The road winded sharply and as we rounded the bend and gradually ascended in the direction of a house atop a hill in the distance. “See guys, we’re not entirely in the middle of nowhere! People DO live here!” I sarcastically chimed. As we approached, we noticed the house was entirely void of any signs of life – broken down shutters, no cars anywhere to be seen, etc. “Guess no one’s home”, Gus remarked. This marks the second time in one trip that I had never seen an individual be so very wrong about any one thing in my entire life. Right as we passed the house, every single light blasted on at full voltage. We’re not just talking lamps and porch lights. Think more along the lines of government level alien-tracking high beam-esque bright. The light was so bright and dizzying that I was seeing Star Boys in every direction, which is typically not ideal for someone behind the wheel of an operating vehicle.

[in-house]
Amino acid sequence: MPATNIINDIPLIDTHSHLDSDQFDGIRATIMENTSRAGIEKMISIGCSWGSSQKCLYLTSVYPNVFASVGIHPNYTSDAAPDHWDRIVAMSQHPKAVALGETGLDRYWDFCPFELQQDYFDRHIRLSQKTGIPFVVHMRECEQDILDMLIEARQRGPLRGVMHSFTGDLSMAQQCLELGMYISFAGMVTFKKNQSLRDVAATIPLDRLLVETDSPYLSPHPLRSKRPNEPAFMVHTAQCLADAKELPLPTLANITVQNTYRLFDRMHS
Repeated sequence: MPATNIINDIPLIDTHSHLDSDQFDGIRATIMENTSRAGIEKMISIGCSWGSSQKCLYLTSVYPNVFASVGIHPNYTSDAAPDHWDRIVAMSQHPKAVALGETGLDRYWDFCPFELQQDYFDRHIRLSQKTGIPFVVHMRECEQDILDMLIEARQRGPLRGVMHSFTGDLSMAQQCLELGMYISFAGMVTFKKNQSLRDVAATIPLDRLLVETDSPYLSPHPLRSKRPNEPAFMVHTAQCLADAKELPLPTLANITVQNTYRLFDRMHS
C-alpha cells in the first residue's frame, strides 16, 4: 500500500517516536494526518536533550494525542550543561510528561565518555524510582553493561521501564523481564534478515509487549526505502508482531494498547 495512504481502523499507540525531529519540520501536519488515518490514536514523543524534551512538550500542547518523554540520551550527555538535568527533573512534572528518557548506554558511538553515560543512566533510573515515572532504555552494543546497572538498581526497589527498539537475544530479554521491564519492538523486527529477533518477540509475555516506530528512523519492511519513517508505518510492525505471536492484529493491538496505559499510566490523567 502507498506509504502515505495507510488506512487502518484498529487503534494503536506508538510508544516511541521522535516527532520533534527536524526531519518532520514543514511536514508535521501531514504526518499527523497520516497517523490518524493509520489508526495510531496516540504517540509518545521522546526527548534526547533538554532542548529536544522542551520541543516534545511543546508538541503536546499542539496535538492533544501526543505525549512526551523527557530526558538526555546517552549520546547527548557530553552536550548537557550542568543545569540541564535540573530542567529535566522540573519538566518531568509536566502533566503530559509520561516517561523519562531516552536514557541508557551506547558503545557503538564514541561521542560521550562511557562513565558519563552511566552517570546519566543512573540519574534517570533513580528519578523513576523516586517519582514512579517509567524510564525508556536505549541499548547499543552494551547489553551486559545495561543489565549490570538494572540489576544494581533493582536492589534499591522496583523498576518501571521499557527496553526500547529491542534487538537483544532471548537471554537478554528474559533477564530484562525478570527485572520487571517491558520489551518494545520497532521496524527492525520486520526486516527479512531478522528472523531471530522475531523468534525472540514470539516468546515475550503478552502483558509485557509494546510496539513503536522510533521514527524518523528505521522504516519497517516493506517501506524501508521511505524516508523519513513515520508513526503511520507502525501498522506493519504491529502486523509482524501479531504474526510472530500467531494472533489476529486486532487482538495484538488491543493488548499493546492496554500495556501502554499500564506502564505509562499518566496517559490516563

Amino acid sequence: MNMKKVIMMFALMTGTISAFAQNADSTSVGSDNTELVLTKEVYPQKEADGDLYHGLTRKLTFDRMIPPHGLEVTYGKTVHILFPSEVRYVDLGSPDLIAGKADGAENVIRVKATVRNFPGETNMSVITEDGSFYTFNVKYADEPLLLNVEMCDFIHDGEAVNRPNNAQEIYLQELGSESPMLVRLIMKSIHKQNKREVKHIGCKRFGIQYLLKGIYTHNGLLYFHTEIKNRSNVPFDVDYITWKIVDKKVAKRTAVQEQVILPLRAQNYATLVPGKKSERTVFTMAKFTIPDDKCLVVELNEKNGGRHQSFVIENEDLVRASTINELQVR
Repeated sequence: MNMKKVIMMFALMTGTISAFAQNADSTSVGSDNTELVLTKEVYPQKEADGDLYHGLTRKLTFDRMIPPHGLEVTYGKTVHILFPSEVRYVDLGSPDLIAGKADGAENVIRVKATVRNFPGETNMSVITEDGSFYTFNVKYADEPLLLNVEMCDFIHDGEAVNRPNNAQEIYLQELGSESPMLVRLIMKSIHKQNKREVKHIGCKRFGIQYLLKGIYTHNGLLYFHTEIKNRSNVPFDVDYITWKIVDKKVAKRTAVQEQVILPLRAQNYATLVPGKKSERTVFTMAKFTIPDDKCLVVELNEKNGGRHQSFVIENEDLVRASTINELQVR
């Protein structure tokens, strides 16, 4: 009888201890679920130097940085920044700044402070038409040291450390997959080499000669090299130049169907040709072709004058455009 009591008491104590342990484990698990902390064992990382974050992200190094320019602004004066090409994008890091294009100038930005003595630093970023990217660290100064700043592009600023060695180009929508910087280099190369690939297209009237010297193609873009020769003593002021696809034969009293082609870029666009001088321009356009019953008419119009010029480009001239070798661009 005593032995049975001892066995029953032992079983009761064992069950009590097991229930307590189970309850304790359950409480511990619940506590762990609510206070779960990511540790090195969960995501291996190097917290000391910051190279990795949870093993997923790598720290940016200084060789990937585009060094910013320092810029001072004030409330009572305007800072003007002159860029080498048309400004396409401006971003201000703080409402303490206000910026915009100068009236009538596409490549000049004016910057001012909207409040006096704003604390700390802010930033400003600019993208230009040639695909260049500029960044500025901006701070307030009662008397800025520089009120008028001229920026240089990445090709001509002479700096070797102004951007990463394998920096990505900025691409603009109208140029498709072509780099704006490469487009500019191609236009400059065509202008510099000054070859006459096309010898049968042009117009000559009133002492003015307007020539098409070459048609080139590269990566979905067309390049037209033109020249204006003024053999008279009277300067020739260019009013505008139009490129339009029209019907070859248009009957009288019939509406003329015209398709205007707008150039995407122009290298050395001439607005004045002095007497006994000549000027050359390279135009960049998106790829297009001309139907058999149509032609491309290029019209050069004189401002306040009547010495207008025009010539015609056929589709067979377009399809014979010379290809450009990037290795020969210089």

I can’t recall who in the car to directly attribute to the following quote (it very well could have been everyone in unison), but I distinctly remember being demanded to “Go! Go! Go!”, and so I go go go-ed right on out of there. By this point, mass panic had ensued, but the house was safely behind us in the distance. It didn’t help that another street sign was coming up that read, sure enough, ‘School Bus Stop Ahead’. “Alright guys, where on Earth is this so-called school?” inquired David. We never did find that school. What we did find, however, was God’s Country.